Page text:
If there is no space for progress, for moving up the ladder, and shaking things up with new ideas, strategies, and tools, don’t be surprised if Gen Z members decide that they better look for another employment. To attract them and retain them, you need to offer challenges and be ready to embrace innovativeness and you will soon see how much good it would do to your business.

Keep them informed and involved

While some members of the older generations prefer to do one thing at the time, Gen Z cannot function without multitasking. Typing a report, responding to a teammate’s text about a project, while considering what to eat for lunch – this is just how their quick minds work. So, long recruitment procedures where they go through many steps which are weeks apart with somber periods of silence from their prospective employers are not going to cut it for them.

They like to be kept in the loop since you never know if they have other options and you might end up losing a talented employee because you didn’t contact them for a few weeks between recruitment steps. Also, since they are big lovers of video as a format, you can also include them making a short presentation video about them and their work experience as a part of the process.

Wrapping up

Generation Z will take over the business world in a not so distant future, so it is wise to get a head start because it can also mean gaining a competitive advantage. Instead of being the one who joins the race once it already started, think proactively and start adapting your working conditions and atmosphere to the upcoming generations who will rule the business world.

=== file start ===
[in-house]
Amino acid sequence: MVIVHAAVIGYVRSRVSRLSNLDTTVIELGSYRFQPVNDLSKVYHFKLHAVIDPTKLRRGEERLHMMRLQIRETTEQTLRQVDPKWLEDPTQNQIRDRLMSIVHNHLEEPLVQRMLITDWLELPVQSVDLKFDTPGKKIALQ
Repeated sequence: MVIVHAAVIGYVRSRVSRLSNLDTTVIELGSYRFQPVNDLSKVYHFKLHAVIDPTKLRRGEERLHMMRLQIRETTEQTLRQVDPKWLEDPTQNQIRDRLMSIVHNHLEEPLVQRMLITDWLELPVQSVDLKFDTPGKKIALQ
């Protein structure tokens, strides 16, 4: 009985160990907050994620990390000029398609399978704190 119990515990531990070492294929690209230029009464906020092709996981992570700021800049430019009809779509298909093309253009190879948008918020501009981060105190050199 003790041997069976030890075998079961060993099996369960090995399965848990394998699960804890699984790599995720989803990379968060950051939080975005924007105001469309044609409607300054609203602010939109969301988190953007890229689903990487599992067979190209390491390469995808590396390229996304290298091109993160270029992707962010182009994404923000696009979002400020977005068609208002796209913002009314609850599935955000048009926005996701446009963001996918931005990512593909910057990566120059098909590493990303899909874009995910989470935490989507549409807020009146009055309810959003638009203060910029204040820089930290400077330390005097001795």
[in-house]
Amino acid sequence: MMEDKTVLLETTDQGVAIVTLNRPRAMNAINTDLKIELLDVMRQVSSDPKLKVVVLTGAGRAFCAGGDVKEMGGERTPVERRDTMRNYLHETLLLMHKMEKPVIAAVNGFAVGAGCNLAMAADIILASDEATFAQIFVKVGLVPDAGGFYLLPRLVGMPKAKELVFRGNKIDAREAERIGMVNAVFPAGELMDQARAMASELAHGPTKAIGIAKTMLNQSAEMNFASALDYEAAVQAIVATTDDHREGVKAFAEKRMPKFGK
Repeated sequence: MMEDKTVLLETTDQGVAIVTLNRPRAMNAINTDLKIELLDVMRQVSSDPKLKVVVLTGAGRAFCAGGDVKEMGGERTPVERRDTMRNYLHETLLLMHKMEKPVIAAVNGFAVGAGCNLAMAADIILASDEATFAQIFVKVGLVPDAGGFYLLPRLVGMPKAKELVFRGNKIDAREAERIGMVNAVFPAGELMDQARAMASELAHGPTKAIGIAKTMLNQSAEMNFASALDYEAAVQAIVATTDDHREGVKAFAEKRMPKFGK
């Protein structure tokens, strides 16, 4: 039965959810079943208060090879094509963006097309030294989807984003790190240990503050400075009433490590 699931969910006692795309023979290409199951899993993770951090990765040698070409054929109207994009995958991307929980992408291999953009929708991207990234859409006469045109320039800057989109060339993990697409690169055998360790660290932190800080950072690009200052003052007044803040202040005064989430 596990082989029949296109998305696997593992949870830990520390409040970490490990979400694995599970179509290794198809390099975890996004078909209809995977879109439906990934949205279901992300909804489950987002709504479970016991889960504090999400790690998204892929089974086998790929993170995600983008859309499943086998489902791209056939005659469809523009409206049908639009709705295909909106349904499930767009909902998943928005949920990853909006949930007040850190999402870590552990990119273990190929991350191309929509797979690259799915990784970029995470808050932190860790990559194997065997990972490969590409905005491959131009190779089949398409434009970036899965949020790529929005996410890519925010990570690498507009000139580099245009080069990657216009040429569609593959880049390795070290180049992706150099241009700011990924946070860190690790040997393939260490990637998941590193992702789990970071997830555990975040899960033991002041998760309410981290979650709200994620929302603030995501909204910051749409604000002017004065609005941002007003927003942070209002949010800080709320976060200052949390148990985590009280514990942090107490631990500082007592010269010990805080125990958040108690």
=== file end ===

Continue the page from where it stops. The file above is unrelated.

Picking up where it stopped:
New ServiceNow Research Highlights What Employees Really Want

Perks at work have become a source of pride and a competitive differentiator for companies vying for top talent. Stocked fridges, catered meals, on‑site fitness facilities, laundry services and complimentary transportation are just a handful of popular perks companies offer to lure new employees. But according to new research by ServiceNow, an effective way to build an engaged and productive workforce is giving employees a better employee service experience during big moments and even small ones in between.

ServiceNow’s “The Employee Experience Imperative” Report, which studies the service experience at work, reveals that employee enthusiasm for work peaks at the start of a new job, but wanes by 22% shortly thereafter. Where are employers missing the mark? The findings tell us that employers aren’t supporting employee’s basic needs on a day‑to‑day basis during the employee lifecycle: 41% still struggle to obtain information and answers to basic questions, like finding a company policy or resolving an issue with their equipment. Furthermore, only 41% believe their employers make it easy to select their equipment before their first day and only 51% of employees believe their employers make it easy to receive equipment necessary to perform their job responsibilities at the onset of their job.